The American Gold Eagle 1 oz.
The United States has a long and storied history when it comes to minting gold coins. In fact, the U.S. used to buy gold as a currency from 1795 to 1933. However, in 1933, minting was stopped by executive order. The U.S. did not mint a single gold coin from 1933 until 1986. It was actually illegal for U.S. citizens to own gold bullion from 1933 to 1974.
In response to the popularity of the South African Krugerrand and Canadian Maple Leaf, Congress passed the Bullion Coin Act of 1985, and in 1986, the American Gold Eagle coin was born. The Treasury was directed to produce and distribute non-circulating gold coins of various sizes. The coins by law needed to contain gold from American sources.
With a guarantee from the United States government backing its weight and gold content, the American Eagle quickly became the world’s most popular gold coin for investing.
Design and Specifications
The American Eagle family of coins contains the 1/10oz, 1/4oz, 1/2oz, and 1oz sizes. They all contain their exact amount of prescribed gold, but the coins are actually heavier than the weights listed above. They all have copper and silver blended in to increase strength and durability, and the end result is a 22-karat gold coin. This is the reason that the American Eagle coin is larger in size than its 24-karat counterpart, the Canadian Maple Leaf.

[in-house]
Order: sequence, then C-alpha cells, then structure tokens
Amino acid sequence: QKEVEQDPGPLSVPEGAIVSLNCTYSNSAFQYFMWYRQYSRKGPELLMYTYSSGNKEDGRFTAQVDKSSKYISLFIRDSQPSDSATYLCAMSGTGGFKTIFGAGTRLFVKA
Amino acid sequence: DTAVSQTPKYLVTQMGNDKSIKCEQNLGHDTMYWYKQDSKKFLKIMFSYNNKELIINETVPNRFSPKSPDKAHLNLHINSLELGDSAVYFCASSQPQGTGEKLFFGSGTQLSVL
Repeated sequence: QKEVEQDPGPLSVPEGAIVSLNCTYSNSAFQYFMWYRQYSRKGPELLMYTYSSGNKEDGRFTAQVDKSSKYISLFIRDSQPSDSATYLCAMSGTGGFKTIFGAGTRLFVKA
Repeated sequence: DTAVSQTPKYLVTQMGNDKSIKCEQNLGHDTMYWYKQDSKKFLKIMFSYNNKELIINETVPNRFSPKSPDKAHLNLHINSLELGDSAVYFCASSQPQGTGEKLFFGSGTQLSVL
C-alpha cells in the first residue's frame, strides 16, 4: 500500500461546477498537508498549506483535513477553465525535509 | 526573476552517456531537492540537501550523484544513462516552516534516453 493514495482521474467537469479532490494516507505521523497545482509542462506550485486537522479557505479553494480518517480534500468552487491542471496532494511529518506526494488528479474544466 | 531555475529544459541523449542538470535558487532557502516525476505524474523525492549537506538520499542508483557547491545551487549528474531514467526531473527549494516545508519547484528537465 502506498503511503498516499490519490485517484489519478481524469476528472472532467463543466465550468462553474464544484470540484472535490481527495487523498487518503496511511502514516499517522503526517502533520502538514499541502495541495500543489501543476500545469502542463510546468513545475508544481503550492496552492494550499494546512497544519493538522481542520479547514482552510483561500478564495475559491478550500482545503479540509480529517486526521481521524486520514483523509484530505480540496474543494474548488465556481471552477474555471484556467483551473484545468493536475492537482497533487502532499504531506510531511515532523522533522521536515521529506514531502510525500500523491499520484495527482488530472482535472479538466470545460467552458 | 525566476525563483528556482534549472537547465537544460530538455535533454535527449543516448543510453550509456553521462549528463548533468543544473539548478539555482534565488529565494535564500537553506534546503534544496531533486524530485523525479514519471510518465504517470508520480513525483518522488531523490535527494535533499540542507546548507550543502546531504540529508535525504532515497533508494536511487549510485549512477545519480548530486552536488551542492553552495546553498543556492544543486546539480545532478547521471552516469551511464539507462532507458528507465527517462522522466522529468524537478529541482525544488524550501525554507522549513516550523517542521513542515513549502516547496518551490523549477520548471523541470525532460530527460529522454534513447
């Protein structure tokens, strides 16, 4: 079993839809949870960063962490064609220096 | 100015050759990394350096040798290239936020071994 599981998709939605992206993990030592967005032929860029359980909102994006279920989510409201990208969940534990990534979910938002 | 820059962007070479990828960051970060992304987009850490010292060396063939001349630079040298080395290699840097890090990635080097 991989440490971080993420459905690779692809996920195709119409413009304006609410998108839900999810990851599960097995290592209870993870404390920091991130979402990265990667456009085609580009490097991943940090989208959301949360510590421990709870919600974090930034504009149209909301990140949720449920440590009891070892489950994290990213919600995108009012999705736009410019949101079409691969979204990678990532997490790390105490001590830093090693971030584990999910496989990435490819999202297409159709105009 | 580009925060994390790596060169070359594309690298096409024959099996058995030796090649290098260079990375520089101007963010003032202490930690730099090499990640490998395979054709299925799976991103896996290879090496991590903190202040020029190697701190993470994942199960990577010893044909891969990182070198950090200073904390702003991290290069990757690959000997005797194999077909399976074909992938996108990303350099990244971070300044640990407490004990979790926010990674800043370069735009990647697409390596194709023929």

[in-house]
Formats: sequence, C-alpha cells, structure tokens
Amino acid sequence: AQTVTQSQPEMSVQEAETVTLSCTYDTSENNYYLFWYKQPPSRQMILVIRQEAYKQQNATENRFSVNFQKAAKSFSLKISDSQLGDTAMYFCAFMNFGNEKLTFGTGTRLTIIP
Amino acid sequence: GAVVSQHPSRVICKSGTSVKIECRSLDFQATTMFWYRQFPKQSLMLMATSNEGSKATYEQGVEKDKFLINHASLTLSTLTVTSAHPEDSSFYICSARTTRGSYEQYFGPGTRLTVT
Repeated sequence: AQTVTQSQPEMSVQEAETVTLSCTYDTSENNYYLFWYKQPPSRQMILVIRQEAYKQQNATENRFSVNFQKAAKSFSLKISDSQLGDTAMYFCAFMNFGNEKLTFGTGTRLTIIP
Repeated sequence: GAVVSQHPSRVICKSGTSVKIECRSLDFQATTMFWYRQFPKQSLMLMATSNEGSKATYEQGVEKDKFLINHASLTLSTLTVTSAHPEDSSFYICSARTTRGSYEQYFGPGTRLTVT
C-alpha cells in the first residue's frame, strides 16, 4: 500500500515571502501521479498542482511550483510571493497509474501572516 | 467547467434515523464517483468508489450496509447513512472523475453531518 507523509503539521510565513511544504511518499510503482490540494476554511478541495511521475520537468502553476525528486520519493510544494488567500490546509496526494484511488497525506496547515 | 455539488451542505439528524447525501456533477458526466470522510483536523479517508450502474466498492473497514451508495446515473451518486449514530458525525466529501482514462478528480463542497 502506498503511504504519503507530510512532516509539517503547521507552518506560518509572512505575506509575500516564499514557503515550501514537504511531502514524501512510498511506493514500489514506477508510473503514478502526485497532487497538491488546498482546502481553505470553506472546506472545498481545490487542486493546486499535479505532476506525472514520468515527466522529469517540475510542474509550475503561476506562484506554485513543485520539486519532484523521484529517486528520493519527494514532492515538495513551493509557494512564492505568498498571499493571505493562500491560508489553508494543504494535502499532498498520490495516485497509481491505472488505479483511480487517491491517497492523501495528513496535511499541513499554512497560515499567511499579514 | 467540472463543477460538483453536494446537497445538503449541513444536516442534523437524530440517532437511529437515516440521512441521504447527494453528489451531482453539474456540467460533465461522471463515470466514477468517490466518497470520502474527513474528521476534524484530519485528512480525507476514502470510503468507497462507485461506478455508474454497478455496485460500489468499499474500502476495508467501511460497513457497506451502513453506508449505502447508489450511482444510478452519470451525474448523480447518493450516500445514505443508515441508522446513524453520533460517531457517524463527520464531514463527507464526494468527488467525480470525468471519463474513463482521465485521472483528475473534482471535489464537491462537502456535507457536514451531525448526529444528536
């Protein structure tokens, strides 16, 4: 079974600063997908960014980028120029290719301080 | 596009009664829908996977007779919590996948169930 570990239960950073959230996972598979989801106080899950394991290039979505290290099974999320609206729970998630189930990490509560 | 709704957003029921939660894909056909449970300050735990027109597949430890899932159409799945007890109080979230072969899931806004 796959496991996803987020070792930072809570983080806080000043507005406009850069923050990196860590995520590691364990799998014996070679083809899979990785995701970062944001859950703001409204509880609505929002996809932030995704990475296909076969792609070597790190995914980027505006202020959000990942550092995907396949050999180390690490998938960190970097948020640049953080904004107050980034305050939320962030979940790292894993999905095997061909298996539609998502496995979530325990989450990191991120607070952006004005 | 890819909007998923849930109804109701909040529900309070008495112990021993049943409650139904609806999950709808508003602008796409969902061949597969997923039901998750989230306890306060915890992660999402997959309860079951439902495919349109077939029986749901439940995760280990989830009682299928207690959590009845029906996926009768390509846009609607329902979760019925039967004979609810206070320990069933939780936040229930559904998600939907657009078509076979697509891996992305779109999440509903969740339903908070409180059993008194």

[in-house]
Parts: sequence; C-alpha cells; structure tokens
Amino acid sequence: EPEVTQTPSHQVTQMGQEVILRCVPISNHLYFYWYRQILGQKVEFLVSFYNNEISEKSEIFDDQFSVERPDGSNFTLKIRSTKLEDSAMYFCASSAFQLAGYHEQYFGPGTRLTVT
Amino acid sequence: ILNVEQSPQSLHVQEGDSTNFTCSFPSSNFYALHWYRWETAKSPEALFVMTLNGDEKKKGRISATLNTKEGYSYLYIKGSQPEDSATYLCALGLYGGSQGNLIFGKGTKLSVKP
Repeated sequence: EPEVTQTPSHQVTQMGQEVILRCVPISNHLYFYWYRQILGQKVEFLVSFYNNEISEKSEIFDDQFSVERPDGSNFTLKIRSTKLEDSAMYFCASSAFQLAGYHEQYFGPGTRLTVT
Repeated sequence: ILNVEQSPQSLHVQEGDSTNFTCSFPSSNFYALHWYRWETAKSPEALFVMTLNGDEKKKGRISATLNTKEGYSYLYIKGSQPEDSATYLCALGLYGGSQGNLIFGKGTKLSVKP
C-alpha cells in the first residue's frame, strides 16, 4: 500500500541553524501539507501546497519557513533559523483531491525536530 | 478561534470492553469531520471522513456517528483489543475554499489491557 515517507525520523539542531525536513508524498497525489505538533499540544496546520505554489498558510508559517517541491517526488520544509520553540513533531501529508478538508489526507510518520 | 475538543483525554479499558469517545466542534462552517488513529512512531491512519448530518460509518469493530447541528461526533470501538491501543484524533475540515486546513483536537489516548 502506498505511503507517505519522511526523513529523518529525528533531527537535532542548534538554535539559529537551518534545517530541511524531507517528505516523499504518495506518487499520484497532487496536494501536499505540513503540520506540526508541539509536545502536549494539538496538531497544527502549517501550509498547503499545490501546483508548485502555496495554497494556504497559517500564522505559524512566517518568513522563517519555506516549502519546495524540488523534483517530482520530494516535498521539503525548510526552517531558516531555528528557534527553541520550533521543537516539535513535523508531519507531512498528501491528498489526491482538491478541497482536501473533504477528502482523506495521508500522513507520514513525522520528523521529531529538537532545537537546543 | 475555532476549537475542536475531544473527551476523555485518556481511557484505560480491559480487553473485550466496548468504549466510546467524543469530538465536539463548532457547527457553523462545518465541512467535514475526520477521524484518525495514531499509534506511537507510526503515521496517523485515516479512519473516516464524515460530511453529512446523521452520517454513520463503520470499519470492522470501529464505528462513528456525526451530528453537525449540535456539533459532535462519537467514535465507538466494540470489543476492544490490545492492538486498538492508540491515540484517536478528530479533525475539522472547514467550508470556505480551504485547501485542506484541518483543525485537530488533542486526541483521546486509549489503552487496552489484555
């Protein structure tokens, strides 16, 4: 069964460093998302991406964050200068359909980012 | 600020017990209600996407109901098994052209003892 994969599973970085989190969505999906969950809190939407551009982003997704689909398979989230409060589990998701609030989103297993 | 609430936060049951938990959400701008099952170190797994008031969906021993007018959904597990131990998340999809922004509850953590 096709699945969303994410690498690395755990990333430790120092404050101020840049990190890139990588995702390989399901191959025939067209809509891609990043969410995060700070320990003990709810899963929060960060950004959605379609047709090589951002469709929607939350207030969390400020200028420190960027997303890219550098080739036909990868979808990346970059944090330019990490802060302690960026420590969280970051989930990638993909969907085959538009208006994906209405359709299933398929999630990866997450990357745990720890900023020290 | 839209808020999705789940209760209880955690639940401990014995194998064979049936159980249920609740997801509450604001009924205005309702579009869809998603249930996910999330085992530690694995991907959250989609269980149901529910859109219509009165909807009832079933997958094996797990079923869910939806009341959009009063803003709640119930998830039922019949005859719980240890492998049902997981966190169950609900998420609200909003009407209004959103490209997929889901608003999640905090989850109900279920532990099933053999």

The front, or obverse of the coin’s design is derived from the $20 Saint Gaudens gold coin minted from 1907 to 1933. It depicts the “Striding Liberty” image, created by sculptor Augustus Saint Gaudens, along with the year of striking. From 1986 to 1991, the year was struck in Roman Numerals, and then in 1992, the mint was instructed to use Arabic Numerals, which are still used as of 2012.
The back, or reverse of the coin, designed by sculptor Miley Busiek, features a male eagle in flight with a tightly clutched olive branch, flying toward its mate and hatchlings in their nest. The reverse also features the coin’s gold content, as well as its face value.
Gold Content or Face Value?
Gold bullion coins are minted in various countries around the world and typically depict a dollar value somewhere on the coin. However, this dollar, or face value has nothing to do with the coin’s real or intrinsic value. It is really more of a tradition.
A 1oz gold American Eagle coin, for example, has a face value of $50, but the actual value changes every single day, right alongside the gold spot price. No one would ever redeem the coin at its face value unless the gold value somehow dropped below the face value.
Ordering Gold Eagles
Ordering your own gold American Eagle coin is very simple. Just add the number of coins you would like to order to your cart, and we will ship them to your door.